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Small-to-Medium Businesses the Big Targets for Cybercrime

17 Mar 2024

While cyberattacks on large corporates make the headlines, it’s small to medium businesses who are being hit the hardest.

The 2024 Sophos Threat Report found that the sophistication of cyberthreats faced by small to medium organisations is often on par with those used to attack large enterprises.  Apparently, while the amount of money that can be stolen is less than that available from a larger organisation, cybercriminals more than make up the difference in the volume of thefts.

More vulnerable, greater impact
Sophos say that organisations with fewer than 500 employees are not only more vulnerable to cybercriminals, they also suffer more proportionally from the results of cyberattacks.

The greater vulnerability is due to a lack of experienced security operations staff, underinvestment in cybersecurity, and smaller information technology budgets.  And, when these businesses are hit by cyberattacks, the expense of recovery forces many to close.

Attractive Ransomware Targets
90% of the world’s businesses are small- and medium-sized. In Australia, these businesses contribute more than 60% of the nation’s overall GDP.
According to The Institute for Security and Technology’s Ransomware Task Force, 70% of ransomware attacks target small to medium businesses.

Other Prevalent Threats
Beyond Ransomware, a variety of other cyberthreats also pose an existential threat to small and medium businesses.
  • Data theft is the focus of most malware targeting small and medium businesses. Password stealers, keyboard loggers, and other spyware make up nearly half of malware detections. Credential theft through phishing and malware can expose small businesses’ data on cloud platforms and service providers, and network breaches can be used to target their customers as well.
  • Web-based malware distribution — through “malvertising” or malicious search engine optimisation — is also on the rise. 
  • Unprotected devices connected to organisational networks — including unmanaged computers without security software installed, improperly configured computers and systems running software fallen out of support by manufacturers — are a primary point of entry.
  • Attackers are increasingly abusing device drivers — both vulnerable drivers from legitimate companies, and malicious drivers that have been signed with stolen or fraudulently obtained certificates.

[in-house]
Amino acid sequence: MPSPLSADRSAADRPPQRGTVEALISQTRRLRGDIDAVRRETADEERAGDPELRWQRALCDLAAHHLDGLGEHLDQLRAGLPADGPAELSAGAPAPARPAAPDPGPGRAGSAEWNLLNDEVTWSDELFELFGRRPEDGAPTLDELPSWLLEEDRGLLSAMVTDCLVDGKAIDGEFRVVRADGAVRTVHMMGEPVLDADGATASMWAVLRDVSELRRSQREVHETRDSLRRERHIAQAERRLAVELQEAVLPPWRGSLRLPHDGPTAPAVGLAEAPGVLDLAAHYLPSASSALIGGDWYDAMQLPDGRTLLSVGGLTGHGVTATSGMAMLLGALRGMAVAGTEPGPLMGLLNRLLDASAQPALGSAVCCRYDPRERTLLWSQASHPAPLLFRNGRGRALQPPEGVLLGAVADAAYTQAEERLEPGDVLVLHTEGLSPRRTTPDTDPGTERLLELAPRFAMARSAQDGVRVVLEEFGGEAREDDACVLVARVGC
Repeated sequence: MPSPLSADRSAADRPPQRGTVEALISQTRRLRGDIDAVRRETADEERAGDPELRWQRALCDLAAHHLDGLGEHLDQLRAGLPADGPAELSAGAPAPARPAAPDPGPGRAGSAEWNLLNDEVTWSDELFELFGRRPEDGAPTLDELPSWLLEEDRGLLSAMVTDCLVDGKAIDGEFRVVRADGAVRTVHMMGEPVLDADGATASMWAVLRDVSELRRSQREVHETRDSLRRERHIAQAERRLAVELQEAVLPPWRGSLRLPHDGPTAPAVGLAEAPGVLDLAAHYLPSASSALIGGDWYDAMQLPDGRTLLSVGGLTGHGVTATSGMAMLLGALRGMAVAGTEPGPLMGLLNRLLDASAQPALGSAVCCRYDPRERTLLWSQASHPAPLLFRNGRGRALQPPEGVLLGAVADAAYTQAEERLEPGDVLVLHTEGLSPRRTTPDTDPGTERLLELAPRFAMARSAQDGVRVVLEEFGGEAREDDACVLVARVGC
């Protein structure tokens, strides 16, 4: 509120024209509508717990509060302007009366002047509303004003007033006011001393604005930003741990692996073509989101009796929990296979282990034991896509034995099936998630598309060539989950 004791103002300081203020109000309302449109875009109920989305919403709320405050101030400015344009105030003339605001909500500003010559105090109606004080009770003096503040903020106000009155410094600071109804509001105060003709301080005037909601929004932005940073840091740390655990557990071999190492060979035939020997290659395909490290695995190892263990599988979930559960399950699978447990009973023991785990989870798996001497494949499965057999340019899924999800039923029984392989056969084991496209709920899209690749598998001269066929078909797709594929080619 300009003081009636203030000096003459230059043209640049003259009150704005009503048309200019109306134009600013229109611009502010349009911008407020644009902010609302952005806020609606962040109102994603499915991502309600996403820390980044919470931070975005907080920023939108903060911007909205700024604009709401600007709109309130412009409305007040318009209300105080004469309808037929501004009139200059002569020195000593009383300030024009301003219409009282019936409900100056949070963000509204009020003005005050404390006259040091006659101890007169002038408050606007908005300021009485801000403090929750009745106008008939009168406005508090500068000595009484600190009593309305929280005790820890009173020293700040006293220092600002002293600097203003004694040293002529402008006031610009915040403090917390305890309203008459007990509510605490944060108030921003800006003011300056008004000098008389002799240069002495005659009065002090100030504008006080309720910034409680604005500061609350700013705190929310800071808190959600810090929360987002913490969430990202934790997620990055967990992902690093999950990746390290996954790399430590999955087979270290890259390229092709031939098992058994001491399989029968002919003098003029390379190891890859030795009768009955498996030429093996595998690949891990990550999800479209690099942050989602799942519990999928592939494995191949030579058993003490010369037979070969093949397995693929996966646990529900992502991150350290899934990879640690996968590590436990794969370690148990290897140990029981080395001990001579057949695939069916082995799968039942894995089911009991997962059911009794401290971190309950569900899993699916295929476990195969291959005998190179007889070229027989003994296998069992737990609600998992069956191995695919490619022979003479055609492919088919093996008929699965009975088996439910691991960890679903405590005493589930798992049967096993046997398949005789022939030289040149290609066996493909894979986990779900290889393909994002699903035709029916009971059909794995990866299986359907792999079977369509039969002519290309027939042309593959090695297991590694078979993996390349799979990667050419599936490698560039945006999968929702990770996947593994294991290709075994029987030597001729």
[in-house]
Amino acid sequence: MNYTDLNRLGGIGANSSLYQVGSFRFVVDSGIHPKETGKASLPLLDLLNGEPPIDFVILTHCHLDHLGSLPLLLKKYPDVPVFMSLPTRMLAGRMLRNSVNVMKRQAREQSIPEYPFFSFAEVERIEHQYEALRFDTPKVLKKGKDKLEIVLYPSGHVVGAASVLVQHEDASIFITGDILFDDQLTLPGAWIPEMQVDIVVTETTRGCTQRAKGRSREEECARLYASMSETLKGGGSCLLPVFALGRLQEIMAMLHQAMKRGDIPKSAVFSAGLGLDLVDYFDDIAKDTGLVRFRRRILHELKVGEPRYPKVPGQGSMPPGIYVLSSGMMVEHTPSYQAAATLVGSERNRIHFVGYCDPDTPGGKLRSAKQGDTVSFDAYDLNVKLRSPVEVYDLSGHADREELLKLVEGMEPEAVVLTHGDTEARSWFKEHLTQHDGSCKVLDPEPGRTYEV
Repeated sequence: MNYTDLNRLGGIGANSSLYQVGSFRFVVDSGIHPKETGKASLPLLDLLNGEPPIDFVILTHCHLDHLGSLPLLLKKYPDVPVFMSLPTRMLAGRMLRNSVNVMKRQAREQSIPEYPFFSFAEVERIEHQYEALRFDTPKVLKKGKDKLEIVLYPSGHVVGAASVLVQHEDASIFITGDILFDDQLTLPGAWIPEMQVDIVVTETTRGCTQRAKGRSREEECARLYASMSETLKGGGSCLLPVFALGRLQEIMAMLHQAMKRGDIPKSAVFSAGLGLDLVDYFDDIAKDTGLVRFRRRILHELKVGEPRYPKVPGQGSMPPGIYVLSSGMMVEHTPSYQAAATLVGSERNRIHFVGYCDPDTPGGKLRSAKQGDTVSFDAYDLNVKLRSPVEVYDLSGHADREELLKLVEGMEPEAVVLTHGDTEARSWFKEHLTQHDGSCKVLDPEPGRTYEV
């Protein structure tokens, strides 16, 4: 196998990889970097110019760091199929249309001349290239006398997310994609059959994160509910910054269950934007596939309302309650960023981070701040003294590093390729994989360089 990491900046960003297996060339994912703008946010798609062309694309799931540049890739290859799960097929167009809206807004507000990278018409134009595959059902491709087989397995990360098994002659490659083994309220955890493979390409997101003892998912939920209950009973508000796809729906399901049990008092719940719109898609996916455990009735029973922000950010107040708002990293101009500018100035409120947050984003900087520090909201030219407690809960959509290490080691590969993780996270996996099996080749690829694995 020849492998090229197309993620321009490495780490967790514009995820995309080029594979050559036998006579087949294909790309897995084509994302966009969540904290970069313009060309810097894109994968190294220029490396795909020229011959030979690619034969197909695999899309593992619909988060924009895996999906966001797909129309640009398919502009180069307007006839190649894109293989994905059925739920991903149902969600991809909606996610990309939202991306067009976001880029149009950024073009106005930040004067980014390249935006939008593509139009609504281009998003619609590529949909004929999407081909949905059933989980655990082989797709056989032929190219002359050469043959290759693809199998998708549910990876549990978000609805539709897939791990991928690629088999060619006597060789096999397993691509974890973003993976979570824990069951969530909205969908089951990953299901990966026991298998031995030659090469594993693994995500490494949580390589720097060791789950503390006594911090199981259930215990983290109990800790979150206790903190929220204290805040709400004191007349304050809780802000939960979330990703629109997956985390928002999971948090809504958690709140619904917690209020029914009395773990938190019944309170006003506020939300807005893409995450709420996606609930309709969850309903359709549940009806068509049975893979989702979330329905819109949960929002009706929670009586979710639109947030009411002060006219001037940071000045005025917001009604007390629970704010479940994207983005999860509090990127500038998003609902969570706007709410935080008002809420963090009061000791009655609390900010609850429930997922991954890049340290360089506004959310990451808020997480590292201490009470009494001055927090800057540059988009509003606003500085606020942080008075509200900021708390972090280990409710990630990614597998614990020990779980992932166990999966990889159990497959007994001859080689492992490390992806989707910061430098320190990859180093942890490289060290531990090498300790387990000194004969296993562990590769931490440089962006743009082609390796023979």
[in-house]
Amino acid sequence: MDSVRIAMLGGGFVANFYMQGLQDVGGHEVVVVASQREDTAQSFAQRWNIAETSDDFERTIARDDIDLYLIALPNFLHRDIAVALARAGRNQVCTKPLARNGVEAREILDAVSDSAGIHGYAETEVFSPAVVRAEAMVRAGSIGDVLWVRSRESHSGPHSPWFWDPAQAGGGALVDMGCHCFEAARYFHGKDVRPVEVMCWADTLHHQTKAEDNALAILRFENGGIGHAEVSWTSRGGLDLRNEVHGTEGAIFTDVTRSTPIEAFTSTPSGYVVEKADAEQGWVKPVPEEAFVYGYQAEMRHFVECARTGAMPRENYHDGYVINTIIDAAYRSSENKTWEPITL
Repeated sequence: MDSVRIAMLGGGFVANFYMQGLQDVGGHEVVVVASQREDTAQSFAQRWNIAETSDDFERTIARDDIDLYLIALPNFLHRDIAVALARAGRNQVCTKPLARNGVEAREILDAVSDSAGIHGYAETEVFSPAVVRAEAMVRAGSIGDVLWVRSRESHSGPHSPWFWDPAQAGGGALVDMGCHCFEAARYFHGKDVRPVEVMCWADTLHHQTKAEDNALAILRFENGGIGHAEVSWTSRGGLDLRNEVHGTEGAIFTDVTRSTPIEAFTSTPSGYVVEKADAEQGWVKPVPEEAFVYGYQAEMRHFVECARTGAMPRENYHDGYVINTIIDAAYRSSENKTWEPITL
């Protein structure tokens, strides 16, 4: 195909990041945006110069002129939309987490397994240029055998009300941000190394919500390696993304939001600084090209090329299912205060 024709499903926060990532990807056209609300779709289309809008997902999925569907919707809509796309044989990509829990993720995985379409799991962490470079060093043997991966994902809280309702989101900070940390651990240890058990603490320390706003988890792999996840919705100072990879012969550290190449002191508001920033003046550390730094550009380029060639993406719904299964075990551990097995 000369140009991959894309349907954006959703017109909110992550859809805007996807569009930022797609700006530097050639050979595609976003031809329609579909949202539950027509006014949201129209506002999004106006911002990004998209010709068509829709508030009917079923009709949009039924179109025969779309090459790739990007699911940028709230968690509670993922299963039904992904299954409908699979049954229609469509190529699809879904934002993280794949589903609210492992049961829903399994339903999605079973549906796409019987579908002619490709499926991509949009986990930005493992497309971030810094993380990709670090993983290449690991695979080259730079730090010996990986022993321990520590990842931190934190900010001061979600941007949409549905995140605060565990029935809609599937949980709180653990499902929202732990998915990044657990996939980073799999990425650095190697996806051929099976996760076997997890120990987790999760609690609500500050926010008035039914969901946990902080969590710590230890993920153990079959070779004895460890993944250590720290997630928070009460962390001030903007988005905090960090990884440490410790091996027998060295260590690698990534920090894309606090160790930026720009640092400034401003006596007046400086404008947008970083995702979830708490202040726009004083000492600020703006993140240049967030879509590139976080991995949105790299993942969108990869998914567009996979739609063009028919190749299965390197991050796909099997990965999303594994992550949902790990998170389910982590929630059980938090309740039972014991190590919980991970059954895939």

• Email attacks have begun to feature more active engagement with targets over email, using a thread of emails and responses to make their lures more convincing.
  • Attacks on mobile device users, including social engineering-based scams tied to the abuse of third-party services and social media platforms, have grown exponentially, affecting individuals and small to medium businesses.

Your Data is Their Target
The greatest cybersecurity challenge facing organisations of all sizes is data protection. More than 90% of attacks reported to Sophos involved data or credential theft, with methods ranging from ransomware attacks, to data extortion, unauthorised remote access, and simple data theft.
Compromised business email userids are also a substantial problem for small to medium businesses, and the next most prevalent threat after ransomware.
Stolen credentials, including browser cookies, can be used to compromise business email userids, provide unauthorised access to third-party services such as cloud-based finance systems, and entry to internal resources.

Turning Your Own Tech Against You
Sophos said that, as 2023 progressed, they observed an increase in the use of remote execution of ransomware. Unmanaged devices on an organisation’s own network were hijacked to encrypt files on other systems via network file access.
Ransomware and other malware developers are increasingly using cross-platform languages to build versions for not only Windows, but also macOS and Linux operating systems.
Small and medium businesses also need to be concerned about the security of the services they depend upon to manage their business. Attacks against managed service providers became an enduring part of the ransomware playbook in 2023.

How to Protect Your Business
Criminal syndicates count on smaller organisations to be less well-defended and to not have deployed modern, sophisticated tools to protect their users and assets. The key to successfully defending against their threat is to use a multi-layered strategy that includes robust data transfer protection, staff education, and multifactor authentication.
A Secure Managed File Transfer solution such as the class-leading GoAnywhere MFT  addresses the many risks of ad hoc techniques through a holistic approach to security, including:
  • Automatic authentication, encryption and decryption
  • User access controls
  • Auditing and Reporting, and
  • Industry standards compliance.

If you’d like to beef up your organisation’s defences against the increasing threats posed by cybercriminals, please feel free to contact me, Bradley Copson (mail to: ). I’m always happy to have an obligation-free discussion, and explain how we can quickly and affordably transition you from your existing approaches without disrupting your business.

I’ll even offer you a zero-cost Proof of Concept.

Bradley Copson

Business Manager

Generic Systems Australia

Your Local Experts in Secure Managed File Transfer

#MFT #managedfiletransfer #securefiletransfer #sft #cybersecurity #datatransfer

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